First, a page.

Skip to main content

Notes: Evidence for Ectomycorrhizal Fungus-Mediated Nutrient Transfer Between Pinus and Tradescantia

Buy Article:

$21.50 plus tax (Refund Policy)

An unique association of Pinus palustris (longleaf pine) trees with Tradescantia hirsutiflora (spiderwort) growing in sandy soil in East Texas was documented. Ectomycorrhizal pine roots grew towards roots of spiderwort in natural soils, intertwined among and grew around the spiderwort roots. Longleaf pine roots penetrated the thick mucilaginous layer of exudates surrounding spiderwort roots, grew among the abundant root hairs, and became closely appressed to the spiderwort root surface. Injection of 14C(U)-sucrose into spiderwort stems resulted in the appearance of radioactivity in pine roots; likewise, its injection into pine roots resulted in the appearance of radioactivity in spiderwort roots. These results establish the fact that nutrient exchange can occur between trees and herbaceous monocotyledonous plants in a natural forest ecosystem. Evidence presented suggests the ectomycorrhizal fungus is involved in the transfer of nutrients between pine and spiderwort. Forest Sci. 30:892-896.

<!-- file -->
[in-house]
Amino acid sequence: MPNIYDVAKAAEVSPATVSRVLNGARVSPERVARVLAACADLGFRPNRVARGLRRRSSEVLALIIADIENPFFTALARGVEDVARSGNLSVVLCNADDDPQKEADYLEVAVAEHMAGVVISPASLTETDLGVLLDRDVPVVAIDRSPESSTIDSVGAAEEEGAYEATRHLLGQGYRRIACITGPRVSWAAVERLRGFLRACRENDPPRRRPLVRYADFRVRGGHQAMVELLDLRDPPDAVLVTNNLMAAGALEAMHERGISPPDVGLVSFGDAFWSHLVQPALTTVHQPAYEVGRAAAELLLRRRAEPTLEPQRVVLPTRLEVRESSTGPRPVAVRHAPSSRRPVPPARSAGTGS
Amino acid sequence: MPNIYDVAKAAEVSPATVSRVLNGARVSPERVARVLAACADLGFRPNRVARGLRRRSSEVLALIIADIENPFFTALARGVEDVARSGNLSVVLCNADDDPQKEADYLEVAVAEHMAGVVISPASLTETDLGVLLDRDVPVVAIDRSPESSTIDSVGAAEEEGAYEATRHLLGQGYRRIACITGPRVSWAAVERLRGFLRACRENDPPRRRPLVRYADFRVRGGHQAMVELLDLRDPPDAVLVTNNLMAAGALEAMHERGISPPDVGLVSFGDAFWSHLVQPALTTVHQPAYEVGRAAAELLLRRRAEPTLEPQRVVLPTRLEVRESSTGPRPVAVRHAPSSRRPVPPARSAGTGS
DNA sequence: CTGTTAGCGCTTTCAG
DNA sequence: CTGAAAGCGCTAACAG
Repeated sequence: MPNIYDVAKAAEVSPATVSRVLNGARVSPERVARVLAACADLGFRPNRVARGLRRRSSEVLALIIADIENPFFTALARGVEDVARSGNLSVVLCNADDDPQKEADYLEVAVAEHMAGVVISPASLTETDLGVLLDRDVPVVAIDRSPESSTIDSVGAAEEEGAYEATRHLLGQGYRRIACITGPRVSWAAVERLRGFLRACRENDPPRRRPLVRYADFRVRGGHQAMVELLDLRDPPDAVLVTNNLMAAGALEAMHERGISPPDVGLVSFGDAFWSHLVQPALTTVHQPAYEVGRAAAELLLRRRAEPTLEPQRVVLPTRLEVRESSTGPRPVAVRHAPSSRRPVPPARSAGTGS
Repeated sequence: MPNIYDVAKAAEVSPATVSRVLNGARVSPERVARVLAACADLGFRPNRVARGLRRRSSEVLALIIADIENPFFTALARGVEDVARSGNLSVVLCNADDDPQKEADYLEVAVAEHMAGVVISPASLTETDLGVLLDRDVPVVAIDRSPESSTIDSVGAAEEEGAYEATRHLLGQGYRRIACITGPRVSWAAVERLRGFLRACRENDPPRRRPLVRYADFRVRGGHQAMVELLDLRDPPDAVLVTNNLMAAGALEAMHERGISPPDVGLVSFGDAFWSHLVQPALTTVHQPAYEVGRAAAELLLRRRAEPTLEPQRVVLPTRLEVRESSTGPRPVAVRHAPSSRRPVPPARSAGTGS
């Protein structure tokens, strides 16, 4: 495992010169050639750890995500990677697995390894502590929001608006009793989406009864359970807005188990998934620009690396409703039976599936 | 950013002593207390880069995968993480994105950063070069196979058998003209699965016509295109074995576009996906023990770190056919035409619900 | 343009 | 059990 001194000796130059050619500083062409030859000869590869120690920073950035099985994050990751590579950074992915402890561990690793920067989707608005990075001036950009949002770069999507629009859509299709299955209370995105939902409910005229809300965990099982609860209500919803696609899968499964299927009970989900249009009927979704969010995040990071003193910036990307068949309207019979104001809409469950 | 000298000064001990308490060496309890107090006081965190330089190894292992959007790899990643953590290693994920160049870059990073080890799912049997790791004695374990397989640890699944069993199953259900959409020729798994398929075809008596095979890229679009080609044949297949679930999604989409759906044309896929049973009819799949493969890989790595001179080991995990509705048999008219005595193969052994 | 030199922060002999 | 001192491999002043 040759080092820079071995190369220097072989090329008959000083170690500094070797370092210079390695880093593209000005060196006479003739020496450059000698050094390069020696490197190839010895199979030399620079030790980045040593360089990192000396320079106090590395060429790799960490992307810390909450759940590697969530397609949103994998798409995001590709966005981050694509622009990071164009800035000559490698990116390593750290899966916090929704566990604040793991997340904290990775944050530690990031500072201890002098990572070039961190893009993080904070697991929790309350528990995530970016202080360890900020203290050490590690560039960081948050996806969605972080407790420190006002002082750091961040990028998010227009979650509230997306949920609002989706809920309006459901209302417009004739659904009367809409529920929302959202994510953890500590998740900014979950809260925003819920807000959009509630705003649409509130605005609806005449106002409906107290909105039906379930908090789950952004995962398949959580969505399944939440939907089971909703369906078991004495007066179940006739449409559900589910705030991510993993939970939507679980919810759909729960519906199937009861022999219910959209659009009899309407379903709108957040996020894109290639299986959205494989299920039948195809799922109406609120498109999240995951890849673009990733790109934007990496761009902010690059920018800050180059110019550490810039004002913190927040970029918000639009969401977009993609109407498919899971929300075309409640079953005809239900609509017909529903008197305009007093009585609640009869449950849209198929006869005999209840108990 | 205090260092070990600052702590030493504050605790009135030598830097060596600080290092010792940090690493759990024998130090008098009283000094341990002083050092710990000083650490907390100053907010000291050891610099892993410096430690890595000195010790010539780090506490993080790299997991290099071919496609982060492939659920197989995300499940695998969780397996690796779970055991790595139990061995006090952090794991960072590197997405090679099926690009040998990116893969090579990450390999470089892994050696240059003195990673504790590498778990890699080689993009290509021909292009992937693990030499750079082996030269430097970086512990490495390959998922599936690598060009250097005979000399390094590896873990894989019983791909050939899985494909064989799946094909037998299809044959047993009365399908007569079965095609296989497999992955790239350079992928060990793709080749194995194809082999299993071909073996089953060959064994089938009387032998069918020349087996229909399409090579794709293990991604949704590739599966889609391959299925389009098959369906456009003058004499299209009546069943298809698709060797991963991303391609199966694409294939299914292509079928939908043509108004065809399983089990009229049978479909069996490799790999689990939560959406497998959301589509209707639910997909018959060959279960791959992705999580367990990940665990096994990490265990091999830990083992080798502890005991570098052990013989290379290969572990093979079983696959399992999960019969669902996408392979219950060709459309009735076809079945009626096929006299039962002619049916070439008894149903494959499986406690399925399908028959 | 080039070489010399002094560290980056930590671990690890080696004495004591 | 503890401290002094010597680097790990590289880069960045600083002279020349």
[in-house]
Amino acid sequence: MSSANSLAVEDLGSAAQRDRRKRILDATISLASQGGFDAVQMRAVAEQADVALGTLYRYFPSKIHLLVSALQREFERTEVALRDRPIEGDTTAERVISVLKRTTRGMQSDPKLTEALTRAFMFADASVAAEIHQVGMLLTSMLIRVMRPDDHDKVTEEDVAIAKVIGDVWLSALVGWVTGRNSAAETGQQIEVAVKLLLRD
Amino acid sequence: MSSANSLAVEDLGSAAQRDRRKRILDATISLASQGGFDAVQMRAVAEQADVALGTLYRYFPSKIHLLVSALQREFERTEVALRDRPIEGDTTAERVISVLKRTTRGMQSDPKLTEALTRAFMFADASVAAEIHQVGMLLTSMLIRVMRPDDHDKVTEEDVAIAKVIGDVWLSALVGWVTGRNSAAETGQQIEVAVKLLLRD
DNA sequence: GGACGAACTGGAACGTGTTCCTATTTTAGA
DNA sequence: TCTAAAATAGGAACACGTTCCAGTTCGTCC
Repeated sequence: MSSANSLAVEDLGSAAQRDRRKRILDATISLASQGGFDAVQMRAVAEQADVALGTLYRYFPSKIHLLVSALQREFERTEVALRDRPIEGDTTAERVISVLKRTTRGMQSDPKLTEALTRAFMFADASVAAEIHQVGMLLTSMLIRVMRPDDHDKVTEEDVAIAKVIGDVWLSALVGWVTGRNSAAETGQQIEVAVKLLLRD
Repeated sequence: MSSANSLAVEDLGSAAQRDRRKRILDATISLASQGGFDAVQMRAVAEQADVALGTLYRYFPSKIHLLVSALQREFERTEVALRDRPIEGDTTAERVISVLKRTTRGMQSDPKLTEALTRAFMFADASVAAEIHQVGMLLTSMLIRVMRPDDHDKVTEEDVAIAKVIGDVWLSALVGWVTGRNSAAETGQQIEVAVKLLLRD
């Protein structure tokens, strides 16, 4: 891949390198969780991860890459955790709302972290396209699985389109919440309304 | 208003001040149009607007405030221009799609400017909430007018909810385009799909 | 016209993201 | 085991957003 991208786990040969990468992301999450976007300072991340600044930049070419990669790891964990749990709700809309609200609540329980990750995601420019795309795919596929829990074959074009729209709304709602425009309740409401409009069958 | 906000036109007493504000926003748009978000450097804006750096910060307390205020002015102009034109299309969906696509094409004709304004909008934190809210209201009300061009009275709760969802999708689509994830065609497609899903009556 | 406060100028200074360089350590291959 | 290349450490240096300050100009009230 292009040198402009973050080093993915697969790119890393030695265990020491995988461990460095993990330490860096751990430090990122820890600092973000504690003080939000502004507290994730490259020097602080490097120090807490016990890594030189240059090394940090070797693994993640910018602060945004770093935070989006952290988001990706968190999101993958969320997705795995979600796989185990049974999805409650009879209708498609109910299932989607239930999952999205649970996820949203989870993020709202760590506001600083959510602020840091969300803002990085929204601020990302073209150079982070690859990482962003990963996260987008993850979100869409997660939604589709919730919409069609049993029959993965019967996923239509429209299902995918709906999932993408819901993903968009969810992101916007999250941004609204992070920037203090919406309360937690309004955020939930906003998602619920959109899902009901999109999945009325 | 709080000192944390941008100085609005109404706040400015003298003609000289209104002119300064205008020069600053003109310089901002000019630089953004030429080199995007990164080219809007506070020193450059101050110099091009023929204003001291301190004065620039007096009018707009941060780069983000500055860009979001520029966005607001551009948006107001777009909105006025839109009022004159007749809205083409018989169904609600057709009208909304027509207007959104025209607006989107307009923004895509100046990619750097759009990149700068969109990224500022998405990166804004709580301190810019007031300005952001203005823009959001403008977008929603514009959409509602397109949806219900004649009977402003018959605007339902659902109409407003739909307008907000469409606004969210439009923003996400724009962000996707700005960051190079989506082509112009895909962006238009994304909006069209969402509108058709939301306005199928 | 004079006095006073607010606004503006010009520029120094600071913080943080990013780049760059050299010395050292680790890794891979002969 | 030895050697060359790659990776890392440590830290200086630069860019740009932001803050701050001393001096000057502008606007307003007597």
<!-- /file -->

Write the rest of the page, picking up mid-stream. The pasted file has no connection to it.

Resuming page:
No Reference information available - sign in for access.
No Citation information available - sign in for access.
No Supplementary Data.
No Data/Media
No Metrics

Keywords: Pine; mycorrhizae; spiderwort symbioses

Document Type: Miscellaneous

Affiliations: Professor, Department of Biology, Texas A&M University, College Station, TX 77843

Publication date: 1984-12-01

More about this publication?
  • Forest Science is a peer-reviewed journal publishing fundamental and applied research that explores all aspects of natural and social sciences as they apply to the function and management of the forested ecosystems of the world. Topics include silviculture, forest management, biometrics, economics, entomology & pathology, fire & fuels management, forest ecology, genetics & tree improvement, geospatial technologies, harvesting & utilization, landscape ecology, operations research, forest policy, physiology, recreation, social sciences, soils & hydrology, and wildlife management.
    Forest Science is published bimonthly in February, April, June, August, October, and December.

    2016 Impact Factor: 1.782 (Rank 17/64 in forestry)

    Average time from submission to first decision: 62.5 days*
    June 1, 2016 to Feb. 28, 2017

    Also published by SAF:
    Journal of Forestry
    Other SAF Publications
  • Submit a Paper
  • Membership Information
  • Author Guidelines
  • Podcasts
  • Ingenta Connect is not responsible for the content or availability of external websites
  • Access Key
  • Free content
  • Partial Free content
  • New content
  • Open access content
  • Partial Open access content
  • Subscribed content
  • Partial Subscribed content
  • Free trial content
Cookie Policy
X
Cookie Policy
Ingenta Connect website makes use of cookies so as to keep track of data that you have filled in. I am Happy with this Find out more